Hartford’s City Council revoked its offer for an imam to say a prayer at Monday’s meeting, but outside City Hall on Monday night, Imam Kashif Abdul-Karim prayed for the city, in Arabic and English.
“We beseech you to help our leaders to decide with wisdom,” said Imam Kashif.
The Hartford City Council had invited imams to start its two September meetings with prayer, including the meeting on Monday. It was meant to show solidarity with Muslims at a time of controversy over the proposed mosque near Ground Zero and the possible Koran burning. Instead, it brought on a slew of hateful emails and phone calls. Amid the public outcry, the council revoked that decision after public outcry.
Some who protested said the timing was simply too close to the September 11th anniversary.
"It’s basically just disrespecting the whole Muslim community by lumping us together with 12 people out of 1.5 billion people around the world," Imam Kashif said, speaking of some of the 19 terrorists who carried out the attacks.
“I am not linking them to anything. It is my responsibility that I represent everybody in the city of Hartford," said Council President rJo Winch.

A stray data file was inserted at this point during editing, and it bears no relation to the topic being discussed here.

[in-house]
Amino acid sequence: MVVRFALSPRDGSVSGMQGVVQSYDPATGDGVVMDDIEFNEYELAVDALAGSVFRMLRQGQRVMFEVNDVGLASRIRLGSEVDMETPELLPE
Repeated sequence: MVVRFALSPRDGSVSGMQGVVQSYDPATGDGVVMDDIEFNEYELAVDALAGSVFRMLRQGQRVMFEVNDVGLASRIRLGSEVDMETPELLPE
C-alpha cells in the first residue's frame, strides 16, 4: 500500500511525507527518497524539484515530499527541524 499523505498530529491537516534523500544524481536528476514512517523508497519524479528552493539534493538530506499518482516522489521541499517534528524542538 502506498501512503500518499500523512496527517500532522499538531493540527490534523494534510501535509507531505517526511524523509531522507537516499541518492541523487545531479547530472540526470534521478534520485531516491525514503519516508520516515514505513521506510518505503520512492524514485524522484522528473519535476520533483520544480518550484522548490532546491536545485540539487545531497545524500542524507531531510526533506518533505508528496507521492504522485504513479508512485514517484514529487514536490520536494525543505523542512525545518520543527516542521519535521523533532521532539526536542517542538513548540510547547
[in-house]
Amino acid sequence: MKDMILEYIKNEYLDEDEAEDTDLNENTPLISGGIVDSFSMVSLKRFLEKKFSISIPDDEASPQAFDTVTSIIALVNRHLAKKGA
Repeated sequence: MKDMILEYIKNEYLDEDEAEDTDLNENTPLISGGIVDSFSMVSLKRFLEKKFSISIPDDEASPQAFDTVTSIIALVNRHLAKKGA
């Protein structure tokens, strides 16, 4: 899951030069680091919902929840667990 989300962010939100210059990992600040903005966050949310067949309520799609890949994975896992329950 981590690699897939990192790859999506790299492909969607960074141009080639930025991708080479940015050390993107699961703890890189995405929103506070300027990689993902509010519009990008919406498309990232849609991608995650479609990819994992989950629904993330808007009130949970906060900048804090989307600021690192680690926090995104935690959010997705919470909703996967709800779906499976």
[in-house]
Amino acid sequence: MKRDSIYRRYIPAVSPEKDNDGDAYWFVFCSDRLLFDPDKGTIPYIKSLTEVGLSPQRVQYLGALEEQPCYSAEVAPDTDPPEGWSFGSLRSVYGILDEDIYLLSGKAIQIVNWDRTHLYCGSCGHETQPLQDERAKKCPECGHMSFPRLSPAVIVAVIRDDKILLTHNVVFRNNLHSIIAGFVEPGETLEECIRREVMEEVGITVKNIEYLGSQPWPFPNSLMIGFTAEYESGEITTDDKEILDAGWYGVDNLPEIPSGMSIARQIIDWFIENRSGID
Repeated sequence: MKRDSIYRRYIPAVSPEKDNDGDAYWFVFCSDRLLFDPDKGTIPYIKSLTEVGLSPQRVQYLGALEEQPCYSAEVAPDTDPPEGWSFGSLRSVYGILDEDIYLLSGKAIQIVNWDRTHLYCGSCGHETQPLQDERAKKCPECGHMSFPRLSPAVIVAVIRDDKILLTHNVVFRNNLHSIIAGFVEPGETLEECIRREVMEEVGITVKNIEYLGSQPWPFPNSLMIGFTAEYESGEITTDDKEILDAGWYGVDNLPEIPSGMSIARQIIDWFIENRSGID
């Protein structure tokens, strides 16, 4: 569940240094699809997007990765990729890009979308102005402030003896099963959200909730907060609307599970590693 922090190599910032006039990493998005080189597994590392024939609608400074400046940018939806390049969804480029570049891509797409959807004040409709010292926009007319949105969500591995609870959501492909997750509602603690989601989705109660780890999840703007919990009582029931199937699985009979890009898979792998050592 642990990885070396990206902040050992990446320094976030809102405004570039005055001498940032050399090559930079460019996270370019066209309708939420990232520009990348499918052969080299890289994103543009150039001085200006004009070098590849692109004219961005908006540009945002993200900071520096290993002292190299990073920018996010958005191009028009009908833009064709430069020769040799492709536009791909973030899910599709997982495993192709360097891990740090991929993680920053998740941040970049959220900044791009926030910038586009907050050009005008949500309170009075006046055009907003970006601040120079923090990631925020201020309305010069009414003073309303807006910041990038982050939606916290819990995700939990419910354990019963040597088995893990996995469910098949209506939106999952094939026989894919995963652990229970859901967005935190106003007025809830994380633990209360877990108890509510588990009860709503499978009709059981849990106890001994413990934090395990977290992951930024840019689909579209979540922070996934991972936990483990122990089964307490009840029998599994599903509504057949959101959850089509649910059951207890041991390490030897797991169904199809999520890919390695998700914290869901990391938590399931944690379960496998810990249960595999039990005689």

That’s why, Winch said, she came up with an alternative to the traditional invocation -- a moment of silence for the month.
“Our fix is that nobody will speak for the month of September. Everyone will come in and do a moment of silence. That way, we are not disrespecting anyone," Winch said.
However, some who attended Monday’s prayer vigil said the silence is letting the haters have the last word.
"I don’t want anyone to think we’re bowing down (to the emails). One guy responded, "We won." And it was the hardest email I had to read," Councilman Luis Cotto said, choking back tears.
A moment of silence will also be held at the council's next meeting Sept. 27.